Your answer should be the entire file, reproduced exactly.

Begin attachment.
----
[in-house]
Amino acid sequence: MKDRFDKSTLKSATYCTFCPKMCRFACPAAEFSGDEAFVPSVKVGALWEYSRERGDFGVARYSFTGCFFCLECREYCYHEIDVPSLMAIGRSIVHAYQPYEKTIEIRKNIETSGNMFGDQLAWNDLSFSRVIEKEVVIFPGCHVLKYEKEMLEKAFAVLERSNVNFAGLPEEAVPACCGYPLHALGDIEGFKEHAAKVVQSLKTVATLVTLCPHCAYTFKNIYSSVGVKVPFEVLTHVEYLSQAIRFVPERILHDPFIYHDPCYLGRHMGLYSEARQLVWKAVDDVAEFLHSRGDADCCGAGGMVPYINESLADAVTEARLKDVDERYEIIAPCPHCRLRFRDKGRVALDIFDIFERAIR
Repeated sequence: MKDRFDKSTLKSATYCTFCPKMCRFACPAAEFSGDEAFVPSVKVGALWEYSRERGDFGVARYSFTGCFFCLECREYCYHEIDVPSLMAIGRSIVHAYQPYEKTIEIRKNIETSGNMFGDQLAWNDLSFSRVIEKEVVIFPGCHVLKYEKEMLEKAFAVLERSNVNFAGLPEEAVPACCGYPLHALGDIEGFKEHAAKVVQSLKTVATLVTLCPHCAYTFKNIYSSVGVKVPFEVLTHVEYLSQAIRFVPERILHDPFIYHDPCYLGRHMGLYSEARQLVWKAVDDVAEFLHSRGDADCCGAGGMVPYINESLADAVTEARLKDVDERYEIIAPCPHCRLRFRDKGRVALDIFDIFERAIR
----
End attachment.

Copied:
[in-house]
Amino acid sequence: MKDRFDKSTLKSATYCTFCPKMCRFACPAAEFSGDEAFVPSVKVGALWEYSRERGDFGVARYSFTGCFFCLECREYCYHEIDVPSLMAIGRSIVHAYQPYEKTIEIRKNIETSGNMFGDQLAWNDLSFSRVIEKEVVIFPGCHVLKYEKEMLEKAFAVLERSNVNFAGLPEEAVPACCGYPLHALGDIEGFKEHAAKVVQSLKTVATLVTLCPHCAYTFKNIYSSVGVKVPFEVLTHVEYLSQAIRFVPERILHDPFIYHDPCYLGRHMGLYSEARQLVWKAVDDVAEFLHSRGDADCCGAGGMVPYINESLADAVTEARLKDVDERYEIIAPCPHCRLRFRDKGRVALDIFDIFERAIR
Repeated sequence: MKDRFDKSTLKSATYCTFCPKMCRFACPAAEFSGDEAFVPSVKVGALWEYSRERGDFGVARYSFTGCFFCLECREYCYHEIDVPSLMAIGRSIVHAYQPYEKTIEIRKNIETSGNMFGDQLAWNDLSFSRVIEKEVVIFPGCHVLKYEKEMLEKAFAVLERSNVNFAGLPEEAVPACCGYPLHALGDIEGFKEHAAKVVQSLKTVATLVTLCPHCAYTFKNIYSSVGVKVPFEVLTHVEYLSQAIRFVPERILHDPFIYHDPCYLGRHMGLYSEARQLVWKAVDDVAEFLHSRGDADCCGAGGMVPYINESLADAVTEARLKDVDERYEIIAPCPHCRLRFRDKGRVALDIFDIFERAIR